“A lot of canned goods. Bread. Eggs. Stuff like that, and there’s hardly any. ... There’s no water," said Erika Balaguer, a New Britain resident.
She got to Walmart in Cromwell bright and early Friday in hopes that the box store would be re-stocked with essentials needed in case of a self quarantine.
“I’m starting to get concerned now because everywhere you go there’s nothing," she said.
It’s a sentiment we’re hearing on social media from many shoppers around the state and country,
Check out this tissue aisle at a grocery store in Newington Friday:
Many shoppers are parents who will now have their kids home indefinitely because of school cancellations.
The idea of a break from school is bringing smiles to some students’ faces.
"I was happy because it was like we were doing a lot of tests in school, but we finally got a break," said Cromwell elementary school student Gavin Kusmider.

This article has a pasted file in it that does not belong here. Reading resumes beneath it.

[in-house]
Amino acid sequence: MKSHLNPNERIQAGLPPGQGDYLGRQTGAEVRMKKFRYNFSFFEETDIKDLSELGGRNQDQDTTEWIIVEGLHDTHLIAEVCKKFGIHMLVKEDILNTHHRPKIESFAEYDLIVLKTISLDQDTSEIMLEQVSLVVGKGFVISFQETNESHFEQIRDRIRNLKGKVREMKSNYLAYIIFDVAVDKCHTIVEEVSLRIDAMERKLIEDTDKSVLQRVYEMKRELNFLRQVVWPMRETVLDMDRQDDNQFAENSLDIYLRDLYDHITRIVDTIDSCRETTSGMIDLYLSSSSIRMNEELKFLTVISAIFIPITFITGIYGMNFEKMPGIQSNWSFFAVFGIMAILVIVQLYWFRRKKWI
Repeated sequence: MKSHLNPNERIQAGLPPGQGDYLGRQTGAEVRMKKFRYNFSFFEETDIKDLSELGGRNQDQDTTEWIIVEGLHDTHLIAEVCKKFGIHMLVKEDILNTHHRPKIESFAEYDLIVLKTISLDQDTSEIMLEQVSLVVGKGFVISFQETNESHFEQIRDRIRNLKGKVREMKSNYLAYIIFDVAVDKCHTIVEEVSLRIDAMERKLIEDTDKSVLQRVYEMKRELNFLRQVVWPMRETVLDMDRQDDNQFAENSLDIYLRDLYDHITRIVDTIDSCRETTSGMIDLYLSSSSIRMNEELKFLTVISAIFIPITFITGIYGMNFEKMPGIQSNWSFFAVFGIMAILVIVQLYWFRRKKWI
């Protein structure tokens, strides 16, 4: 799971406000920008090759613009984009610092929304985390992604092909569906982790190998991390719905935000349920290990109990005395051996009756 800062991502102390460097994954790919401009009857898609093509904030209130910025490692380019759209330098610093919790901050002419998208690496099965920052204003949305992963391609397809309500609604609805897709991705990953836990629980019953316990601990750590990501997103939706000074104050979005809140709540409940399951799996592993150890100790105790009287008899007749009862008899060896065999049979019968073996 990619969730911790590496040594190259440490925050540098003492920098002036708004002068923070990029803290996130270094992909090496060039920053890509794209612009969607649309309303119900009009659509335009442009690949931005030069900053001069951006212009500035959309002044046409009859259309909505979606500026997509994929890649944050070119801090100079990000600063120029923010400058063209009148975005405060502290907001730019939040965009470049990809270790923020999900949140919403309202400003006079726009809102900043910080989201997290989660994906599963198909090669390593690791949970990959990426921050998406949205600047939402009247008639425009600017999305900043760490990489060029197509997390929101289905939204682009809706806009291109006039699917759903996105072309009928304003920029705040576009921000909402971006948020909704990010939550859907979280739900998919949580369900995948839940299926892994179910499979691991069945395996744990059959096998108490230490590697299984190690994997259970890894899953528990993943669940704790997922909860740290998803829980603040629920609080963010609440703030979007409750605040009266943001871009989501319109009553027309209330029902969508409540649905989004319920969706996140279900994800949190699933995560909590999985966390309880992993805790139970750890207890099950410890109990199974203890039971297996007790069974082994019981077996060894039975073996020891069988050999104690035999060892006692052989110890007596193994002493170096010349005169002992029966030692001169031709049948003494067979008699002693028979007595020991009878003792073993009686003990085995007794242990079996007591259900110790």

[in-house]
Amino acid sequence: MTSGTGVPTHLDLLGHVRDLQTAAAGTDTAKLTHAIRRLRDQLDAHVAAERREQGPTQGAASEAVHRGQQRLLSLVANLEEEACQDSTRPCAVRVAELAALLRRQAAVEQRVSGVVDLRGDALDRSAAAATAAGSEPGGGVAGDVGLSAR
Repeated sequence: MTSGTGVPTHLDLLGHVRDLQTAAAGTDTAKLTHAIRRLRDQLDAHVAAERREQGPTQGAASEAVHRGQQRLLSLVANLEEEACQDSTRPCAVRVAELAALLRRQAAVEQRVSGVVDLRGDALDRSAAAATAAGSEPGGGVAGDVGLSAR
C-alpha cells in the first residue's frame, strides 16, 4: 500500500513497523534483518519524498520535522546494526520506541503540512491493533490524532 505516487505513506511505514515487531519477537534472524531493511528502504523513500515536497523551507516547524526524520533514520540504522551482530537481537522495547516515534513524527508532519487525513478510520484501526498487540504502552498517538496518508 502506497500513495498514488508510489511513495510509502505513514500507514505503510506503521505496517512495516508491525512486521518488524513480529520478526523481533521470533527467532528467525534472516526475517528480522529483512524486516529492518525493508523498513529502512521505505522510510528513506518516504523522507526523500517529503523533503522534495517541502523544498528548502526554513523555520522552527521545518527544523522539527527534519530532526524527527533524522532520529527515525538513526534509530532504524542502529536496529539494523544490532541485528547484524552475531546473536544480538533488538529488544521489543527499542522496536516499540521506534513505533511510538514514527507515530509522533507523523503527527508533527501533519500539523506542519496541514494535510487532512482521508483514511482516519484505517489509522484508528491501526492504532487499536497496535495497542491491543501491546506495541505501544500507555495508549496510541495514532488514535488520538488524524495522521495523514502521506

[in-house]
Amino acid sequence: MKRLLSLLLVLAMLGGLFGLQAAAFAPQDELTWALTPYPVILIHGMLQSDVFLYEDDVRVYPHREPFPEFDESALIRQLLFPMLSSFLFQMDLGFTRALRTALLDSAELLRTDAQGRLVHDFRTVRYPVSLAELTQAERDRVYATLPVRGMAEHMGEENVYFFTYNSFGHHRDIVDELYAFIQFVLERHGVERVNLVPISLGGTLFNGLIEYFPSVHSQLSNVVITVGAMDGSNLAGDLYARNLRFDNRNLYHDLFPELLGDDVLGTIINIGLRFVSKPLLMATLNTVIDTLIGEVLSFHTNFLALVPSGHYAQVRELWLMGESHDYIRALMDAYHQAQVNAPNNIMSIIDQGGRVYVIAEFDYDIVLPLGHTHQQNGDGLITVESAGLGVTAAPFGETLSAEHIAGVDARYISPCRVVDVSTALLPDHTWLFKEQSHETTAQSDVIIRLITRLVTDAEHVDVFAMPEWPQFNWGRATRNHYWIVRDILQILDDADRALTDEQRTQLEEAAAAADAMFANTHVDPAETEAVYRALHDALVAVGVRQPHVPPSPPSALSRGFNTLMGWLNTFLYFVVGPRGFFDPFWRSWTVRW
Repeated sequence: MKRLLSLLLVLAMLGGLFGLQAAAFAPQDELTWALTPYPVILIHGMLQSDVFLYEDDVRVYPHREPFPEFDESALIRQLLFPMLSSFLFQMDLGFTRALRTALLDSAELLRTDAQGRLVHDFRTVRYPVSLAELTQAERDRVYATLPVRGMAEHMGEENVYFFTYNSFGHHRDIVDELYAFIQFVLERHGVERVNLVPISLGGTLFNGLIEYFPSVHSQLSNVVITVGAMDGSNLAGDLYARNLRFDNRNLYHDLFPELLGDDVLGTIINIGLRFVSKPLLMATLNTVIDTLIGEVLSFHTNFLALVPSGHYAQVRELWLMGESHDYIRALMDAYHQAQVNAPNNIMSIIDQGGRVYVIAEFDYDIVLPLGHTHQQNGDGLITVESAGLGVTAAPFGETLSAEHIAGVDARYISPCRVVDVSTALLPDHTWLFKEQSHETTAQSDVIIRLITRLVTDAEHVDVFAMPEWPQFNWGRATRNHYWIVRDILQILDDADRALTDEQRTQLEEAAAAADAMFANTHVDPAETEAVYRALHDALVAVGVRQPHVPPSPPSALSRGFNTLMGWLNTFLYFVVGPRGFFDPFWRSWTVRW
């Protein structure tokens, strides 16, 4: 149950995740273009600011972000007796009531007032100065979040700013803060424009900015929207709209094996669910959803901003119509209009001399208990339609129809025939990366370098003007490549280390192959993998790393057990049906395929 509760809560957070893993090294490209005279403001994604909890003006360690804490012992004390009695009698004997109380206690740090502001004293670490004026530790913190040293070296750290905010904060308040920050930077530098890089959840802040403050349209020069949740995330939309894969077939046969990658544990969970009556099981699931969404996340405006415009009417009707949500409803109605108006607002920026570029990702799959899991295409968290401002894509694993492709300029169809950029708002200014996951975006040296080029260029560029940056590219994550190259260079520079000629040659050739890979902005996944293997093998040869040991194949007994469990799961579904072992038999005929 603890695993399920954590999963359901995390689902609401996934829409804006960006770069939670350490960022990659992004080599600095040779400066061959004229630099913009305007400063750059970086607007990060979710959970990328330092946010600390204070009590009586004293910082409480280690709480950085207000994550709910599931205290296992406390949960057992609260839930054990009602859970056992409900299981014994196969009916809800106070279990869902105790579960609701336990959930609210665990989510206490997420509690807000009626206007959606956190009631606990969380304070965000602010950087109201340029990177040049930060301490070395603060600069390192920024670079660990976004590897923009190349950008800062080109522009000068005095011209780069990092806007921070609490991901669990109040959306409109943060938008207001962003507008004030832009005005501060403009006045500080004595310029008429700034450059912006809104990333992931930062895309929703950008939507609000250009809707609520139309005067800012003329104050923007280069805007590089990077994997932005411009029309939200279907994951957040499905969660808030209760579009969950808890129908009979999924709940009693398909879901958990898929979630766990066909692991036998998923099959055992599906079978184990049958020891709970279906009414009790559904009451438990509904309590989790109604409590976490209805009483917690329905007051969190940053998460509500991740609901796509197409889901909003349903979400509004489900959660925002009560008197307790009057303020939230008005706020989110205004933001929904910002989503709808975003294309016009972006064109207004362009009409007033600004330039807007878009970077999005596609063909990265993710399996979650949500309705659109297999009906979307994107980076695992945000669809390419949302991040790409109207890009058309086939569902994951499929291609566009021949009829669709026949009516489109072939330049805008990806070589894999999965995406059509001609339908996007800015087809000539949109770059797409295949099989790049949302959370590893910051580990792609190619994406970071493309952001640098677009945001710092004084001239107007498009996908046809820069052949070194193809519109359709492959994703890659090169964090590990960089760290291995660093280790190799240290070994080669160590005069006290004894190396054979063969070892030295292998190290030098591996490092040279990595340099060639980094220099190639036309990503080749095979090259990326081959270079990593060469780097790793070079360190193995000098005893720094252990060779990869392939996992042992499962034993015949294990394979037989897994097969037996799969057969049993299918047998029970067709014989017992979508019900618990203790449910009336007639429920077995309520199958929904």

But even the kids realize it’s going to put stress on their parents.
“Oh that’s going to be bad for them," he said.
Cromwell public school district officials say they will reassess the situation before March 27 should they need to cancel for an even longer period of time.
Stan Kusmider, a dad, says he understands the public health precaution, but it’ll take a toll on a lot of families.
“Me and my wife both operate separate family businesses, so this will put a hardship on us because we don’t have as much help as we’d like to have to take care of the kids,” he said.
Plus, he has concerns about protecting his employees too, a similar sentiment for other business owners and locals who attended a coronavirus panel down the street hosted by Middlesex County Chamber of Commerce, featuring four experts in the health field.
“In my opinion, and the opinion of many others, we are still at the beginning.” (but) “As testing becomes more available I wouldn’t be surprised to see our cases of positive spike," said Jonathan Bankoff, Chairman of Dept. of Emergency Medicine.
With many unknowns and school cancellations underway, even a quick stop at a store is making community members we spoke to anxious.
"Just keeping hands clean and making sure people are not coughing around me and stuff like that," Balaguer said.